6 listener questionsWe get questions from listeners on a pretty regular basis.  When they come in from an email we do our best to reply with an answer.  Sometimes they get backed up for us to get them on the show, however.  Today we are covering some of those, in fact, we are covering 6 listener questions.

HIPAA For MSPs by J. David Sims 6 Listener Questions
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6 Listener Questions

Great note from a listener:

I can not tell you both how much I enjoy the podcast. I drive about 1,000 miles a week and you keep me company most of the way and I have only gone through 80 episodes because I keep going back to refresh my memory on something you said. You are funny and informative. I have been in healthcare, health insurance, I.T., and now healthcare compliance. I believe I have some level of expertise with HIPAA and you both challenge my knowledge.  So, thank you both so much for what you do.

-Alex-

Thanks, Alex!

First a note about the creepy Alexa laugh. We told you she is listening and reacting when you think she isn’t listening.  Our discussions during the Alexa and HIPAA episode explained why we worried.

1- What do we do with Active Directory users and computers that are no longer used?

We have clients asking what is the risk level of having users disabled in Active Directory? Do they need to remove/delete those users? Also, what if they have computers disabled? Is there a risk? Do they need to remove them?

Don’t disable and leave in place.  Either delete and put in another OU.  Either way, there should be a regular review of the information in Active Directory as part of the security protocols.

Why? They can be enabled too easily.

2- When do you notify other entities like state AG, not just HHS?

When does “other” security breach notification requirements become applicable, like from the Attorney General’s Office?  I’m sure a lot of small businesses have no idea that some of the state’s AG Office have security breach notification requirement for PII.

State laws matter.  Check out our episode about knowing your state laws.  They are changing this year due to the Equifax breach.  How much they will change still remains to be seen.  That is one of the many things we plan to discuss next week is changing state laws.

3- Providing services in remote locations. How do you maintain security in those situations?

Behavior analysts are often few and far between, but we still need to observe our clients in natural situations. For this reason, we often act as consultants in remote areas and need to access our internet and files away from a central office (if we have one at all). Can you give any suggestions on how to maintain security in such a situation?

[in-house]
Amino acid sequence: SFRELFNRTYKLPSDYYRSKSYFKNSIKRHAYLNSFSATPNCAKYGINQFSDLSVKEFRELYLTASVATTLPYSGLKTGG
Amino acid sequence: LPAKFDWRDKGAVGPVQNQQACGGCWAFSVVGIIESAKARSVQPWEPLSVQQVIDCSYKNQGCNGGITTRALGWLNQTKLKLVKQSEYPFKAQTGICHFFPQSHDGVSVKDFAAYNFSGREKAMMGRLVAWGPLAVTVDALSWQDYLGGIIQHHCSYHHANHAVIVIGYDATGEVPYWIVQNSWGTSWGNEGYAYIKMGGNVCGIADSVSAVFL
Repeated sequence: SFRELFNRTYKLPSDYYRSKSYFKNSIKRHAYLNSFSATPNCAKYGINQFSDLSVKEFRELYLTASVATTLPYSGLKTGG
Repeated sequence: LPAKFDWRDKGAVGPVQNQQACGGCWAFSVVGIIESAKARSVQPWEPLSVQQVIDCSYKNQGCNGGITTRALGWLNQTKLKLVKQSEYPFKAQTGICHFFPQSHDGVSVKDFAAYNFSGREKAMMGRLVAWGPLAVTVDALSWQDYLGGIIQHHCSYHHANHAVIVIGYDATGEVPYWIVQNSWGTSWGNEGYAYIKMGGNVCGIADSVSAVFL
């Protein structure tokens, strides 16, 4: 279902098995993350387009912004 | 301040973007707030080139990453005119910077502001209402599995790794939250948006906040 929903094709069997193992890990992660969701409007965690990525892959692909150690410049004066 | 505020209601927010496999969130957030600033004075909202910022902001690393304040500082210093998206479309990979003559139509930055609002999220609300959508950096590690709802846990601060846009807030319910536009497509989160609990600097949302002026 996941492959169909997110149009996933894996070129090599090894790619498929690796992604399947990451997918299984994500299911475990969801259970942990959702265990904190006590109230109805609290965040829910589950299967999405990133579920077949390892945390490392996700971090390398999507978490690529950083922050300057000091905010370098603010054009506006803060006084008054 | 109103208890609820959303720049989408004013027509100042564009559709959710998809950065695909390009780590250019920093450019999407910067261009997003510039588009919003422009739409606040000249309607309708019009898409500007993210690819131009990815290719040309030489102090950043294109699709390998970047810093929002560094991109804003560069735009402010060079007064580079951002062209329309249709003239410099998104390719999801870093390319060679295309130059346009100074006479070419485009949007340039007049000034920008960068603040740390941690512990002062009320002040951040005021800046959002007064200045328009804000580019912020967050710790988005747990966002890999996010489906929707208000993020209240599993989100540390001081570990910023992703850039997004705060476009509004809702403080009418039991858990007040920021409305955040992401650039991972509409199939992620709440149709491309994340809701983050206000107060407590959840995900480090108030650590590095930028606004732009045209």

We did cover this in the cybersecurity outside the office based on the OCR newsletter about traveling during the holidays.  We recommend you make sure there is a consistent plan.  Most important is to not allow workforce members to connect to random networks like client’s homes, restaurant, and coffee shops unless they are using a VPN that has been vetted by your IT staff.  I prefer using the Personal Hotspot feature of my phone in most cases when I am mobile.  Hotels and other sites like those, well, it depends.

4- How can I work with providers who clearly need help in this area to build a culture of compliance?

In my company, we work with a lot of small, rural, human service providers. There is just not a culture of compliance in general in this area of the world (and not a lot of resources for them to dedicate to developing it). It’s not great, but we can’t just abandon our responsibilities to our clients. Do you have any recommendations on how to work with the providers to build that culture?

5- What do we do to make sure we are using secure fax capabilities with digital or online fax solutions?

Faxes are a big issue no matter if you are doing it old school with analog or with an internal fax server.  The next step is to look at cloud fax solutions.  What do you do to make sure they are HIPAA compliant?

Controls in place matter for picking up faxes on machines.  Going to digital is great but you have to deal with when and how they are received, stored, and delivered.

6- Can I communicate with patients via unsecured email or text messages?

We covered this topic in a few episodes before but CMS created some confusion and there seems to be a regular stream of it from other sources.  Here is the bottom line:

  1. If a patient would like you to communicate with them in any unsecured manner (text messages, emails, SMS messages, etc) you should confirm they understand it is not secure.  If that is ok with them, then do as they ask.  It is recommended that you make a note in the chart that you had this conversation.
  2. If you are communicating with other members of your staff or parties involved in TPO of the patient, then it must always be done in a secure manner.

Keep sending us the questions and we will do the best that we can to respond.  Eventually, we cover them on an episode in some manner.  Clearly, there are many topics that our listeners are touching on. That helps us find the right topics for future episodes, too.